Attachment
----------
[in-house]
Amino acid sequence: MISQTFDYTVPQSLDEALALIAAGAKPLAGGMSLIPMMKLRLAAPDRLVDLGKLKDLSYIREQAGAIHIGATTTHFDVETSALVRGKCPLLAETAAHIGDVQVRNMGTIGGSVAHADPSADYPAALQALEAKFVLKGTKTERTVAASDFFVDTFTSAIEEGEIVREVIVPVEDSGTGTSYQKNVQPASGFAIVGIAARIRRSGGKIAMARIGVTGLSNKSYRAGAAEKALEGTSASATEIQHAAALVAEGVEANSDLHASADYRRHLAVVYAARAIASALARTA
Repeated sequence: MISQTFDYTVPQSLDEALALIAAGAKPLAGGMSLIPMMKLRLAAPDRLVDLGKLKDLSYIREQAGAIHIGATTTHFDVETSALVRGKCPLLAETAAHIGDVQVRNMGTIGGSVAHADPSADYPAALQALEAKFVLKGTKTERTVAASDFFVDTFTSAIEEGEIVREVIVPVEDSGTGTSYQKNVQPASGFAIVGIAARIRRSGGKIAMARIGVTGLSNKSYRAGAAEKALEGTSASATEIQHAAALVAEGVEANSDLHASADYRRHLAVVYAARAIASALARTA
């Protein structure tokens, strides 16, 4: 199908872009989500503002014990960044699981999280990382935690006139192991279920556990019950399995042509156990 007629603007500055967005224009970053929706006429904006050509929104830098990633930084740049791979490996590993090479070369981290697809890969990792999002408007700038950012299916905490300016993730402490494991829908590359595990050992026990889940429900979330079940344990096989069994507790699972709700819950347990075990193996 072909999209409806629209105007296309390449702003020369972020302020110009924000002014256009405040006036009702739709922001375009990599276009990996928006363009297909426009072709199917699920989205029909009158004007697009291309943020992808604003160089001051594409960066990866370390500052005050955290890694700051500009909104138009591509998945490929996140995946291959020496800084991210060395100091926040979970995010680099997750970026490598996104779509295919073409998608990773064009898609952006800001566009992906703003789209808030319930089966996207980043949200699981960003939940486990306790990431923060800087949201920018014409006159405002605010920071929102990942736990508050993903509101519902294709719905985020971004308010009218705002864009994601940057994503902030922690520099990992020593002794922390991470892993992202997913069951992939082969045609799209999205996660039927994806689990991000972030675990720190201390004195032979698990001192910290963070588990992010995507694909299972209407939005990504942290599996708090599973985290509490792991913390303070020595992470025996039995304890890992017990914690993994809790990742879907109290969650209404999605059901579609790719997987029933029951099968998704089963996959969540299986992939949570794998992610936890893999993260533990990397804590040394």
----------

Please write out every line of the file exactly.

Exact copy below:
[in-house]
Amino acid sequence: MISQTFDYTVPQSLDEALALIAAGAKPLAGGMSLIPMMKLRLAAPDRLVDLGKLKDLSYIREQAGAIHIGATTTHFDVETSALVRGKCPLLAETAAHIGDVQVRNMGTIGGSVAHADPSADYPAALQALEAKFVLKGTKTERTVAASDFFVDTFTSAIEEGEIVREVIVPVEDSGTGTSYQKNVQPASGFAIVGIAARIRRSGGKIAMARIGVTGLSNKSYRAGAAEKALEGTSASATEIQHAAALVAEGVEANSDLHASADYRRHLAVVYAARAIASALARTA
Repeated sequence: MISQTFDYTVPQSLDEALALIAAGAKPLAGGMSLIPMMKLRLAAPDRLVDLGKLKDLSYIREQAGAIHIGATTTHFDVETSALVRGKCPLLAETAAHIGDVQVRNMGTIGGSVAHADPSADYPAALQALEAKFVLKGTKTERTVAASDFFVDTFTSAIEEGEIVREVIVPVEDSGTGTSYQKNVQPASGFAIVGIAARIRRSGGKIAMARIGVTGLSNKSYRAGAAEKALEGTSASATEIQHAAALVAEGVEANSDLHASADYRRHLAVVYAARAIASALARTA
């Protein structure tokens, strides 16, 4: 199908872009989500503002014990960044699981999280990382935690006139192991279920556990019950399995042509156990 007629603007500055967005224009970053929706006429904006050509929104830098990633930084740049791979490996590993090479070369981290697809890969990792999002408007700038950012299916905490300016993730402490494991829908590359595990050992026990889940429900979330079940344990096989069994507790699972709700819950347990075990193996 072909999209409806629209105007296309390449702003020369972020302020110009924000002014256009405040006036009702739709922001375009990599276009990996928006363009297909426009072709199917699920989205029909009158004007697009291309943020992808604003160089001051594409960066990866370390500052005050955290890694700051500009909104138009591509998945490929996140995946291959020496800084991210060395100091926040979970995010680099997750970026490598996104779509295919073409998608990773064009898609952006800001566009992906703003789209808030319930089966996207980043949200699981960003939940486990306790990431923060800087949201920018014409006159405002605010920071929102990942736990508050993903509101519902294709719905985020971004308010009218705002864009994601940057994503902030922690520099990992020593002794922390991470892993992202997913069951992939082969045609799209999205996660039927994806689990991000972030675990720190201390004195032979698990001192910290963070588990992010995507694909299972209407939005990504942290599996708090599973985290509490792991913390303070020595992470025996039995304890890992017990914690993994809790990742879907109290969650209404999605059901579609790719997987029933029951099968998704089963996959969540299986992939949570794998992610936890893999993260533990990397804590040394």